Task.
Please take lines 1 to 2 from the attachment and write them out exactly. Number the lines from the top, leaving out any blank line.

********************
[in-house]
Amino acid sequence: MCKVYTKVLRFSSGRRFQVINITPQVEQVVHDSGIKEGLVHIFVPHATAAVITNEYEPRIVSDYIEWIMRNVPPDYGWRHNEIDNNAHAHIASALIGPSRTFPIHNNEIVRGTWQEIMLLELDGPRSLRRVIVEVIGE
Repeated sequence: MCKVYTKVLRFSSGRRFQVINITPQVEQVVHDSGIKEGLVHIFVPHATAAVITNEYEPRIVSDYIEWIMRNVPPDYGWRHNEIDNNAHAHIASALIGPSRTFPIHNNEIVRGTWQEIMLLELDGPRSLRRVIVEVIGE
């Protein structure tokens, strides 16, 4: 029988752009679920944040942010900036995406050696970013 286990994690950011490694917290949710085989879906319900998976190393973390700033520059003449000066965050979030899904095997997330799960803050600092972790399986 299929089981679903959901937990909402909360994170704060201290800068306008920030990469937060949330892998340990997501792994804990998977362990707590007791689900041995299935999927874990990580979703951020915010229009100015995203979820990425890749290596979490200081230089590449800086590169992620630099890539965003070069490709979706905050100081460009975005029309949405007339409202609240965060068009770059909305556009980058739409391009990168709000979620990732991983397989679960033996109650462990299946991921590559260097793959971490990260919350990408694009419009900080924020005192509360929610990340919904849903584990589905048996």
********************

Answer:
[in-house]
Amino acid sequence: MCKVYTKVLRFSSGRRFQVINITPQVEQVVHDSGIKEGLVHIFVPHATAAVITNEYEPRIVSDYIEWIMRNVPPDYGWRHNEIDNNAHAHIASALIGPSRTFPIHNNEIVRGTWQEIMLLELDGPRSLRRVIVEVIGE